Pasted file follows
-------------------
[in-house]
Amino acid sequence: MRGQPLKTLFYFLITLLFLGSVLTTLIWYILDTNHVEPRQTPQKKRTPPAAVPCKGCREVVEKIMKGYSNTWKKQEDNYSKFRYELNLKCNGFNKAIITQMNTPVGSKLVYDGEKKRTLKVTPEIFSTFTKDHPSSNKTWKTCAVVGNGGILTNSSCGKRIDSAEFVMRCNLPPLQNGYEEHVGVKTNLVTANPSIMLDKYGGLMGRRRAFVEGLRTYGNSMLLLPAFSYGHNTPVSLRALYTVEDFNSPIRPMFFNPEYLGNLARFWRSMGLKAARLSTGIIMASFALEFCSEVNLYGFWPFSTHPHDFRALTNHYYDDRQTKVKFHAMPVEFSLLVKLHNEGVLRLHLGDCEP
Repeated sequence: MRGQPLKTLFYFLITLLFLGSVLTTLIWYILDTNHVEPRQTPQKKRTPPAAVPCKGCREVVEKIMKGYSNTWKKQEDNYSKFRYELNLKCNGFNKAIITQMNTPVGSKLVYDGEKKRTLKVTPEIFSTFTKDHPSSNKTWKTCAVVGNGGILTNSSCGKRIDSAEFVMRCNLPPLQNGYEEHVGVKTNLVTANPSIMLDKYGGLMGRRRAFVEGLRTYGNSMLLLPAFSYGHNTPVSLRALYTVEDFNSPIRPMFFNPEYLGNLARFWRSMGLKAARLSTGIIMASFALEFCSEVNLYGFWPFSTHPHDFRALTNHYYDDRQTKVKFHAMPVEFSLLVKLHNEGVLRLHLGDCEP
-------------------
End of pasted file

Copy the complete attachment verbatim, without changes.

[in-house]
Amino acid sequence: MRGQPLKTLFYFLITLLFLGSVLTTLIWYILDTNHVEPRQTPQKKRTPPAAVPCKGCREVVEKIMKGYSNTWKKQEDNYSKFRYELNLKCNGFNKAIITQMNTPVGSKLVYDGEKKRTLKVTPEIFSTFTKDHPSSNKTWKTCAVVGNGGILTNSSCGKRIDSAEFVMRCNLPPLQNGYEEHVGVKTNLVTANPSIMLDKYGGLMGRRRAFVEGLRTYGNSMLLLPAFSYGHNTPVSLRALYTVEDFNSPIRPMFFNPEYLGNLARFWRSMGLKAARLSTGIIMASFALEFCSEVNLYGFWPFSTHPHDFRALTNHYYDDRQTKVKFHAMPVEFSLLVKLHNEGVLRLHLGDCEP
Repeated sequence: MRGQPLKTLFYFLITLLFLGSVLTTLIWYILDTNHVEPRQTPQKKRTPPAAVPCKGCREVVEKIMKGYSNTWKKQEDNYSKFRYELNLKCNGFNKAIITQMNTPVGSKLVYDGEKKRTLKVTPEIFSTFTKDHPSSNKTWKTCAVVGNGGILTNSSCGKRIDSAEFVMRCNLPPLQNGYEEHVGVKTNLVTANPSIMLDKYGGLMGRRRAFVEGLRTYGNSMLLLPAFSYGHNTPVSLRALYTVEDFNSPIRPMFFNPEYLGNLARFWRSMGLKAARLSTGIIMASFALEFCSEVNLYGFWPFSTHPHDFRALTNHYYDDRQTKVKFHAMPVEFSLLVKLHNEGVLRLHLGDCEP